Residential schools are famous in Canadian history. I personally term it the ‘Canadian Holocaust’. The Canadian government and peoples are very infamous for being close-minded and racist on a personal and systematic level, and the majority of its citizens were (and still are) taught the White-European version of history and viewpoints.
Some progress has been made, but pebbles do not compare to boulders. Pebbles are the first official Federal apology regarding Residential Schools. The boulder in the room is the fact that the Government did not blame any specific individuals; no person was punished from the educators at the front lines of the residential schools, or the creators of such painful policies. This pebble and boulder are atop a mountain of the oppressive Canadian past.
Let’s move back to the official federal apology. Prime Minister Steven Harper, in July of 2009, apologized to all survivors of Residential Schools and admitted that the system was a complete disaster and failure. Residential schools were a result of colonialism, the believed Darwinism of Ethnicities, and assimilation policies of the ‘Canadian’ governments of almost 150 years.
Despite this, in only one year after his apology Harper has stated (at an international conference) that “Canada has no history of colonialism.” Quite the contradiction, ignoring the fact that Canada (and more specifically, Western Canada where the majority of residential schools occurred).
Fast forward to the modern age, and we reach Sir John A. MacDonald’s 200th birthday. On this day, Steven Harper was planning to lay a wreathe and celebrate the day, while Aboriginal rights advocated staged a protest in front of a statue of the creator of Canada. These protesters shamed John A. by stating that he (and by extension-his nation) denied Aboriginal peoples food, water, shelter, human rights, raped, murdered, tortured, and created a war of genocide on Aboriginal culture.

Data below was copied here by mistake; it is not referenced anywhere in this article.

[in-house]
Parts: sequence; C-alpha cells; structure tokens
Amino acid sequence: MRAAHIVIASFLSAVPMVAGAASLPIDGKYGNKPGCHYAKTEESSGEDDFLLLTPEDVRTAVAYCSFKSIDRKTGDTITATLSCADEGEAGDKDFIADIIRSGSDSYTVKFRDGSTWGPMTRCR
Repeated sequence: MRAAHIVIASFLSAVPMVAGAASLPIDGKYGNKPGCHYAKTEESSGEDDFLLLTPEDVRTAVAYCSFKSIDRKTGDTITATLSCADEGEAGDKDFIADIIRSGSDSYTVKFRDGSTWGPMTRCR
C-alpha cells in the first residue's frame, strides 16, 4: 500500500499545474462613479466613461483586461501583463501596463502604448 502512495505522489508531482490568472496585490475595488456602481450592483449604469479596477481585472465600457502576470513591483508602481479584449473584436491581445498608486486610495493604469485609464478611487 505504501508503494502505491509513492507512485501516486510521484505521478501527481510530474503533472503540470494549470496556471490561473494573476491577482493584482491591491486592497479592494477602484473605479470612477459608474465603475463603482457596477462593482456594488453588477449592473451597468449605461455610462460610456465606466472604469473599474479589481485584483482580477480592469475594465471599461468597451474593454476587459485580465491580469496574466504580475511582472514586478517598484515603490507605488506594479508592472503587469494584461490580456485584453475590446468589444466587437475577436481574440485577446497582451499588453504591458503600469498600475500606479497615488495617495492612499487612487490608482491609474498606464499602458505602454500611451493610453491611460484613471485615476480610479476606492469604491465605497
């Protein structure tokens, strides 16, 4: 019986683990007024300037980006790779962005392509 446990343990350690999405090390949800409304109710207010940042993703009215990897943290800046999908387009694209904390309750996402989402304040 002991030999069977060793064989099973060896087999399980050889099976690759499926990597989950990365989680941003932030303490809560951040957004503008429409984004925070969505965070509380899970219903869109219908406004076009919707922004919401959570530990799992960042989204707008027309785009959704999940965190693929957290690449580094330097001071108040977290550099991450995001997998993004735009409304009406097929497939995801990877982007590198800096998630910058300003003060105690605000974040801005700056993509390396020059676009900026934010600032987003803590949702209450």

Due to this, Harper and his cabinet decided to cancel the ceremony/celebration of John A, but in a press Conference, Prime Minister Stephen Harper commemorated the occasion under tight security in Kingston, Ont. He described Macdonald as “a shining example of modesty, hope and success,” but also alluded to his reputation as a drinker. No mention was made of his treatment of Aboriginal persons and the policies he fronted or had major influence in.
It becomes clear that Harper’s apology was insincere and I guess was done only to gain a vote. I hope that Harper changes his recognition of the past atrocities of Aboriginal persons, or that a new leader whom truly repents for the past and present (and subsequently makes the future brighter) comes in soon.